12 Sep

Who outgrows food allergy?

Child grow tinyThe first question asked by many parents of a child with a newly diagnosed food allergy is ‘will my child grow out of their allergy’. The good news is the majority of food allergies diagnosed in children will be outgrown in time1. There are a number of factors that can help predict the likelihood that your child will outgrow their allergy.

Most children diagnosed with milk, egg, soy and wheat allergy will likely outgrow the allergy1. Recent research has shown that children that develop an allergy at a younger age are more likely to outgrow it2. If your child experiences mild to moderate allergic symptoms and suffers from only one allergy then this increases the chances that the allergy will not continue2.  Finally if eczema is the only symptom that your child experiences then it is more likely they will outgrow the allergy2.

Unfortunately for the majority of children diagnosed with tree nut, shellfish or peanut allergies, these allergies will most likely be lifelong2. For children with peanut allergies, if they are lucky enough to outgrow it, this will usually happen by approximately age six3. Approximately 20% of children with a peanut allergy will outgrow it2. For those with a tree nut allergy, only approximately 9% of children outgrow it4. If your child is allergic to more than one tree nut, then they are unlikely to outgrow the allergy4. Shellfish allergy most commonly occurs in adults and generally it is a lifelong allergy5. If a food allergy is diagnosed for the first time in adulthood, it will usually be life long1.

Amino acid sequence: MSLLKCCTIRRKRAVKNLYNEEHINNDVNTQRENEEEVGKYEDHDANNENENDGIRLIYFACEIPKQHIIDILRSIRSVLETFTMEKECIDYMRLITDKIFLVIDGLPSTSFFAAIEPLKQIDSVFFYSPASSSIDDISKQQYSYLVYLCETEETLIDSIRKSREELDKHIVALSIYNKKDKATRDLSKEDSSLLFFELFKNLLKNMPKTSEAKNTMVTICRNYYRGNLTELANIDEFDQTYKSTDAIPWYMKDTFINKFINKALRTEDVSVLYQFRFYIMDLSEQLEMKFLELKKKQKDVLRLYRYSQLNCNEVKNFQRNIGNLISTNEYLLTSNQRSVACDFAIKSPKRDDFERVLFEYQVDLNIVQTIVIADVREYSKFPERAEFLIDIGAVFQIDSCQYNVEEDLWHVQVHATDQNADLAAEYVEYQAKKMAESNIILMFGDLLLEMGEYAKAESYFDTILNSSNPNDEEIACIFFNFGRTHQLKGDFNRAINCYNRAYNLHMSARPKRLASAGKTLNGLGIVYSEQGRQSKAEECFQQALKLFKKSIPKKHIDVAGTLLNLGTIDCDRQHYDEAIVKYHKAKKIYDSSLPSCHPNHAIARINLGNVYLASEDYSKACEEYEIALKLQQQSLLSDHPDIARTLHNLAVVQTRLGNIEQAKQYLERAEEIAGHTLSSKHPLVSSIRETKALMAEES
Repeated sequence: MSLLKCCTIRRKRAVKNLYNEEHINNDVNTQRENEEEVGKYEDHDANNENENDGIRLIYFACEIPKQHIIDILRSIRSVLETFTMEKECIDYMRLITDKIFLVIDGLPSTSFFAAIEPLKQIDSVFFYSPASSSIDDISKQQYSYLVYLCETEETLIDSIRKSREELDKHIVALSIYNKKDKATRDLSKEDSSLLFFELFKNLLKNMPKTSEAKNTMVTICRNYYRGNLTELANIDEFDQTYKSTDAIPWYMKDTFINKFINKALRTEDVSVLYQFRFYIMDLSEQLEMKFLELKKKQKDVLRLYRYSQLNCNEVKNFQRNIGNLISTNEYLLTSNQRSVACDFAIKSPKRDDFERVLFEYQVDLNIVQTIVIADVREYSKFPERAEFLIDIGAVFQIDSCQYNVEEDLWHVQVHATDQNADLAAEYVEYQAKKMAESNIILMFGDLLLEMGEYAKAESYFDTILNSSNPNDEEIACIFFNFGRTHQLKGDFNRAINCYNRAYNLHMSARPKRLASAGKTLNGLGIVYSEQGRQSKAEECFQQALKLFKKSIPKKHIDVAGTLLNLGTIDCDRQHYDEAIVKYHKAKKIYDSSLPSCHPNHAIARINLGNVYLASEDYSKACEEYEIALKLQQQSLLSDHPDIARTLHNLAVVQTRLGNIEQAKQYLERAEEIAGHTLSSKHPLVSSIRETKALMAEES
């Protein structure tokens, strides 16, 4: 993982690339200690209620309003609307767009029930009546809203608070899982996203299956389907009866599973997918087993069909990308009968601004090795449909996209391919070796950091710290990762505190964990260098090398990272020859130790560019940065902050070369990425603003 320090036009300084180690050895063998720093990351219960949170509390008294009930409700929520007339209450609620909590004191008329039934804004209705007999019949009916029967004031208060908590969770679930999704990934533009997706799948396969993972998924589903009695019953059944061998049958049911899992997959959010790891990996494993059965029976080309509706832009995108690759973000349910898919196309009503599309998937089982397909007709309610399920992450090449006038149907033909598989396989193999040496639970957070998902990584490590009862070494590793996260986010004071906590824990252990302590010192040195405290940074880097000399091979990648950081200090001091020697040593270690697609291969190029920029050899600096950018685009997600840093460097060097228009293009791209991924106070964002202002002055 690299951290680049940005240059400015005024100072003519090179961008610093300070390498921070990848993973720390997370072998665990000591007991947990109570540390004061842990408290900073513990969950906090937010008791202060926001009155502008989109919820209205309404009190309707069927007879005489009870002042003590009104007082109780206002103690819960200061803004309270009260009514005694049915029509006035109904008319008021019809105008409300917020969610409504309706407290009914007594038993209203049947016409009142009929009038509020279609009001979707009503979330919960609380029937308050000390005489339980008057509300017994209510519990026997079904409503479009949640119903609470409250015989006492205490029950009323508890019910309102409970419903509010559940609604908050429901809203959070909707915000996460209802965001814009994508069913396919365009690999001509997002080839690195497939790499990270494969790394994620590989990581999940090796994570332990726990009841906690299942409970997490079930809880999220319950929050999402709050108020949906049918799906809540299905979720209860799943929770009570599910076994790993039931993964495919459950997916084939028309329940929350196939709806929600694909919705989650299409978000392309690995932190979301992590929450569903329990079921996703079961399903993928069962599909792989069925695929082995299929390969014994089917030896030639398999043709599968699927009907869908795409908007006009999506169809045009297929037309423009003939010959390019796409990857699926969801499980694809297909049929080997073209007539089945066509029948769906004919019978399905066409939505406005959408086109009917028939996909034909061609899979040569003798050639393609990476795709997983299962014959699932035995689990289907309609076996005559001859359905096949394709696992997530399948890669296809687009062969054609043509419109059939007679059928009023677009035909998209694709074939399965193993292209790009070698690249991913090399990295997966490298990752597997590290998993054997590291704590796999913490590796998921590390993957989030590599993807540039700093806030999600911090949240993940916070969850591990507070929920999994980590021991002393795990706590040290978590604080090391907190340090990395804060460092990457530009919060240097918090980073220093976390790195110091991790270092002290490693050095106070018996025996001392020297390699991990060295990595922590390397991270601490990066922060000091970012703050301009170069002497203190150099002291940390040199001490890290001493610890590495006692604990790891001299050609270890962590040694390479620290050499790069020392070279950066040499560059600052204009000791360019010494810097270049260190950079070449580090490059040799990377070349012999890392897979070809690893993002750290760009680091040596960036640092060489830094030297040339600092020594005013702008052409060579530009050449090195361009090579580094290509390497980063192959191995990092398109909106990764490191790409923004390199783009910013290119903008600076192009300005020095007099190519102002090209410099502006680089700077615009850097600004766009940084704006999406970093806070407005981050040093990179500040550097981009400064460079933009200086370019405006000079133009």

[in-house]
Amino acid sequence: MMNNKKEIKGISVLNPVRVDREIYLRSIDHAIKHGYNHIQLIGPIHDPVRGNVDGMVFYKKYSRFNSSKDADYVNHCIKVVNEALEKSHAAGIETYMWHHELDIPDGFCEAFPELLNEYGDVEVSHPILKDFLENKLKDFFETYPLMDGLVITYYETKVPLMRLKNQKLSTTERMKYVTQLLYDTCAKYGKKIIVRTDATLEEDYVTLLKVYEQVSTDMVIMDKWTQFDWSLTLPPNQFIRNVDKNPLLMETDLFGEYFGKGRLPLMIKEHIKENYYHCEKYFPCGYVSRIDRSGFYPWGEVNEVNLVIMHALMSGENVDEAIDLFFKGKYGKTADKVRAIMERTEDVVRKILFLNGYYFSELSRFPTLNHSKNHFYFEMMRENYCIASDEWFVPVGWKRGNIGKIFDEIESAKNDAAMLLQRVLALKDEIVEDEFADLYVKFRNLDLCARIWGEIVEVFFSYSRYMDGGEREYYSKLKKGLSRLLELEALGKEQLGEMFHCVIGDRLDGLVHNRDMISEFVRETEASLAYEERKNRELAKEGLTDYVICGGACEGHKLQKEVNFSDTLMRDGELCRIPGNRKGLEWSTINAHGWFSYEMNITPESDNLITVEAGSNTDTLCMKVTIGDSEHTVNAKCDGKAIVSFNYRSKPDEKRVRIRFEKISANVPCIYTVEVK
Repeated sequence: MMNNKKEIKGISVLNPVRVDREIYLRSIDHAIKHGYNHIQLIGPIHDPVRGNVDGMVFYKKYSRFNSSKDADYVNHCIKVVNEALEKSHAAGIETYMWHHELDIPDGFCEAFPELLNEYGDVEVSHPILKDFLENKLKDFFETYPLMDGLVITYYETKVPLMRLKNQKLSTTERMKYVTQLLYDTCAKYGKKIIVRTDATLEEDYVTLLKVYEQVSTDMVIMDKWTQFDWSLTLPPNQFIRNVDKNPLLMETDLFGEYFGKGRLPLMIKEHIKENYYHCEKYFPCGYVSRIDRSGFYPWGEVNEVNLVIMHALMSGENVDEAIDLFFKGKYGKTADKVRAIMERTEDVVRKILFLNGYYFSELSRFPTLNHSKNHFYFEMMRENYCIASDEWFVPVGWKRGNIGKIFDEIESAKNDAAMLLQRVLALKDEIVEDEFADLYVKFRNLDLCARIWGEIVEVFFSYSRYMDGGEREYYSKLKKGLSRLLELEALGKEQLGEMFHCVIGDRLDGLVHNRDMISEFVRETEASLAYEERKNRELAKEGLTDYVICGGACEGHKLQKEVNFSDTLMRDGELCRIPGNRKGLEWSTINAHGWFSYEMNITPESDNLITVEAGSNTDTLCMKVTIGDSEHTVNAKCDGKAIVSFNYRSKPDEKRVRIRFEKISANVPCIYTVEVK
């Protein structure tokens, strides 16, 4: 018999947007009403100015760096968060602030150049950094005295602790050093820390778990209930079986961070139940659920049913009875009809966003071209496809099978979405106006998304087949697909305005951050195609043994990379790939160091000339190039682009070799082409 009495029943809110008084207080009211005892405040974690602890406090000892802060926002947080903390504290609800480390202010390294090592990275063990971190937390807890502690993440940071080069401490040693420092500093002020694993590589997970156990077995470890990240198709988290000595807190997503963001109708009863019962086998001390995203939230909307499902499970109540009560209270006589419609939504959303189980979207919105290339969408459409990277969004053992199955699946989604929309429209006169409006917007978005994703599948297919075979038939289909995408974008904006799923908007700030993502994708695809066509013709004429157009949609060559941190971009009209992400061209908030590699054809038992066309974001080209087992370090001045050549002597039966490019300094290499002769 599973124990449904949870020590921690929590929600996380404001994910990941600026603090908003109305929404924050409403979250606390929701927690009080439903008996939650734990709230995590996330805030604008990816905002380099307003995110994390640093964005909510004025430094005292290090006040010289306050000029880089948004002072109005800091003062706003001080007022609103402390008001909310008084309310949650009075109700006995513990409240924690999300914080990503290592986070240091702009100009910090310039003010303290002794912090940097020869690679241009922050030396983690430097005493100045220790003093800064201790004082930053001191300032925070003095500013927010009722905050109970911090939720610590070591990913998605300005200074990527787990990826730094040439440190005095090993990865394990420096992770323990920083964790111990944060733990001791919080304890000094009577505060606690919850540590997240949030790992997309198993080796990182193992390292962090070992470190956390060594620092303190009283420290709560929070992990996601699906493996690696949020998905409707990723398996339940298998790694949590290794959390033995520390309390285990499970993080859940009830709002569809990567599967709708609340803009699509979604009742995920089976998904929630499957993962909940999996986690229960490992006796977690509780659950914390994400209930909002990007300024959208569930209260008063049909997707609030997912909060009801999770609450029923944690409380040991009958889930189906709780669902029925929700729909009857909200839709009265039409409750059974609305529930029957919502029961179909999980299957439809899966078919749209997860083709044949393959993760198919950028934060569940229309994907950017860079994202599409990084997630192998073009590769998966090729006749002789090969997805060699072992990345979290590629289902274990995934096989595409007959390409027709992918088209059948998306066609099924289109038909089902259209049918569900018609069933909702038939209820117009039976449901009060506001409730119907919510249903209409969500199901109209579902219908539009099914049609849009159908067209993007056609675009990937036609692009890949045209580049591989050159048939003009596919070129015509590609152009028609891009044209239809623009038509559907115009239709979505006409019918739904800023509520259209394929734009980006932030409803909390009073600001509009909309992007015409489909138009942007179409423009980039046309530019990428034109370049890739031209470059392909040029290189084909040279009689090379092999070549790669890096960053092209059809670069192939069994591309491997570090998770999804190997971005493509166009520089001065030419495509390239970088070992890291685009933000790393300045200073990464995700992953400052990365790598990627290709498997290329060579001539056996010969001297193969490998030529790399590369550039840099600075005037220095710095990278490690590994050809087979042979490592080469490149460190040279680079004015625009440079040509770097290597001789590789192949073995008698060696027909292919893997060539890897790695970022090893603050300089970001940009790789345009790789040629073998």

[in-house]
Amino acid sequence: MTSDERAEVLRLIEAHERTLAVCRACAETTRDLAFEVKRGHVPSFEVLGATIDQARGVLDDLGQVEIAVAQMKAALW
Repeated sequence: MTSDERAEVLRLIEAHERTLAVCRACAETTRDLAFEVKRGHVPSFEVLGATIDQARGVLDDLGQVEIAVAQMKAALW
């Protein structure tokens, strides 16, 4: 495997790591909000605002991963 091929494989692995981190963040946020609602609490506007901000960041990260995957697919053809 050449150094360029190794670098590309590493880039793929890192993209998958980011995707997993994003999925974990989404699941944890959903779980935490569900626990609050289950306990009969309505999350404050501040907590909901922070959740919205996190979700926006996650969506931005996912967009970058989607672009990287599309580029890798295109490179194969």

If your child has a food allergy and you think they may have outgrown it, it is recommended that you book an appointment with your doctor. They can conduct a number of different tests, in safe and controlled conditions, to determine if the allergy has been outgrown.

The good news is the majority of food allergies diagnosed in children will be outgrown in time


  1. 2016. Food Allergy. Australasian Society of Clinical Immunology and allergy. Viewed 10 August 2016. http://www.allergy.org.au/patients/food-allergy/food-allergy
  2. Gupata et al. 2013. Factors associated with reported food allergy tolerance among US children. Annals of Allergy, Asthma and Immunology. Vol: 111, Issue: 3, pages: 194-198.e4
  3. Begin et al. 2013. Natural resolution of peanut allergy: A 12-year longitudinal follow-up study. The journal or allergy and immunology in practice. Vol: 1, Issue: 5, Pages: 528-530 e.4
  4. Fleischer DM, Conover-Walker MK, Matsui EC, Wood RA. 2005. The Natural History of Tree Nut Allergy, J Allergy Clin Immunol, Volume 116, No.5.
  5. Allergy and Anaphylaxis Australia. 2016. Shellfish. Allergy and Anaphylaxis Australia. Viewed 10 August 2016. https://www.allergyfacts.org.au/living-with-the-risk/allergen-specifics/shellfish